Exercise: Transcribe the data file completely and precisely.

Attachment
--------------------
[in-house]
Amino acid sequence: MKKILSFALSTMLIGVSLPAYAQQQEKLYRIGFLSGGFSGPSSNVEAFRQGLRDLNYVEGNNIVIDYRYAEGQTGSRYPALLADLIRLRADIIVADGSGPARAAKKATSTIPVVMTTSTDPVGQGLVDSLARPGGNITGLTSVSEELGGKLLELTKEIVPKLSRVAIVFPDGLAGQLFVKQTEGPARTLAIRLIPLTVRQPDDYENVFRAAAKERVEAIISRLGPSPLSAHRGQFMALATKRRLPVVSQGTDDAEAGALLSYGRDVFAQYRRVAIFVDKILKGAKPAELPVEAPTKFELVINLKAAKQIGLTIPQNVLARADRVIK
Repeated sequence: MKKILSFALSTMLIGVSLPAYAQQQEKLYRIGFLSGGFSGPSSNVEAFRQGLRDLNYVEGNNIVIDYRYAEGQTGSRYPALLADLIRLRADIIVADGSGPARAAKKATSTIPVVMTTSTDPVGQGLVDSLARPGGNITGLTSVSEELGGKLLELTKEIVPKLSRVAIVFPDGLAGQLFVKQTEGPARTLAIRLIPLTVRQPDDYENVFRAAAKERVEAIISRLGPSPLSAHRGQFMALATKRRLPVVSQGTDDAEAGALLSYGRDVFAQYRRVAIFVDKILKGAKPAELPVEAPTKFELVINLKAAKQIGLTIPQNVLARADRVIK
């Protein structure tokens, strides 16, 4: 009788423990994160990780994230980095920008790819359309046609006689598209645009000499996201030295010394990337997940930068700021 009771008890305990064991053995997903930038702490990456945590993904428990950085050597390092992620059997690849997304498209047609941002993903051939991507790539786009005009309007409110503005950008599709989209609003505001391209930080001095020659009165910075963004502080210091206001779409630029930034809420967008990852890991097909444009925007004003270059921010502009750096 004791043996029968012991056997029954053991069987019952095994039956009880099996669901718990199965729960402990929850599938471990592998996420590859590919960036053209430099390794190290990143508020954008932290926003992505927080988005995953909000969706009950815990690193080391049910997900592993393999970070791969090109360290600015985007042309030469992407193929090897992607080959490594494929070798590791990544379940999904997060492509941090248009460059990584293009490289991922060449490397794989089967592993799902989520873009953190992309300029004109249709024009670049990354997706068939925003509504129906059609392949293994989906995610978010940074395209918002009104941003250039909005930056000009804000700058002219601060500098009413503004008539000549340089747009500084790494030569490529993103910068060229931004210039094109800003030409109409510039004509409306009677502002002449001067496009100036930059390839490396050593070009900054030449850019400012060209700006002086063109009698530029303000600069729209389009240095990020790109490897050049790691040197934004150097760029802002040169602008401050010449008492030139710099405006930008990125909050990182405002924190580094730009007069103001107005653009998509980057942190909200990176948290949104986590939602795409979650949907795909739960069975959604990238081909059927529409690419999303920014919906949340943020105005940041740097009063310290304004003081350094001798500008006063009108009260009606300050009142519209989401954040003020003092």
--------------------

[in-house]
Amino acid sequence: MKKILSFALSTMLIGVSLPAYAQQQEKLYRIGFLSGGFSGPSSNVEAFRQGLRDLNYVEGNNIVIDYRYAEGQTGSRYPALLADLIRLRADIIVADGSGPARAAKKATSTIPVVMTTSTDPVGQGLVDSLARPGGNITGLTSVSEELGGKLLELTKEIVPKLSRVAIVFPDGLAGQLFVKQTEGPARTLAIRLIPLTVRQPDDYENVFRAAAKERVEAIISRLGPSPLSAHRGQFMALATKRRLPVVSQGTDDAEAGALLSYGRDVFAQYRRVAIFVDKILKGAKPAELPVEAPTKFELVINLKAAKQIGLTIPQNVLARADRVIK
Repeated sequence: MKKILSFALSTMLIGVSLPAYAQQQEKLYRIGFLSGGFSGPSSNVEAFRQGLRDLNYVEGNNIVIDYRYAEGQTGSRYPALLADLIRLRADIIVADGSGPARAAKKATSTIPVVMTTSTDPVGQGLVDSLARPGGNITGLTSVSEELGGKLLELTKEIVPKLSRVAIVFPDGLAGQLFVKQTEGPARTLAIRLIPLTVRQPDDYENVFRAAAKERVEAIISRLGPSPLSAHRGQFMALATKRRLPVVSQGTDDAEAGALLSYGRDVFAQYRRVAIFVDKILKGAKPAELPVEAPTKFELVINLKAAKQIGLTIPQNVLARADRVIK
């Protein structure tokens, strides 16, 4: 009788423990994160990780994230980095920008790819359309046609006689598209645009000499996201030295010394990337997940930068700021 009771008890305990064991053995997903930038702490990456945590993904428990950085050597390092992620059997690849997304498209047609941002993903051939991507790539786009005009309007409110503005950008599709989209609003505001391209930080001095020659009165910075963004502080210091206001779409630029930034809420967008990852890991097909444009925007004003270059921010502009750096 004791043996029968012991056997029954053991069987019952095994039956009880099996669901718990199965729960402990929850599938471990592998996420590859590919960036053209430099390794190290990143508020954008932290926003992505927080988005995953909000969706009950815990690193080391049910997900592993393999970070791969090109360290600015985007042309030469992407193929090897992607080959490594494929070798590791990544379940999904997060492509941090248009460059990584293009490289991922060449490397794989089967592993799902989520873009953190992309300029004109249709024009670049990354997706068939925003509504129906059609392949293994989906995610978010940074395209918002009104941003250039909005930056000009804000700058002219601060500098009413503004008539000549340089747009500084790494030569490529993103910068060229931004210039094109800003030409109409510039004509409306009677502002002449001067496009100036930059390839490396050593070009900054030449850019400012060209700006002086063109009698530029303000600069729209389009240095990020790109490897050049790691040197934004150097760029802002040169602008401050010449008492030139710099405006930008990125909050990182405002924190580094730009007069103001107005653009998509980057942190909200990176948290949104986590939602795409979650949907795909739960069975959604990238081909059927529409690419999303920014919906949340943020105005940041740097009063310290304004003081350094001798500008006063009108009260009606300050009142519209989401954040003020003092």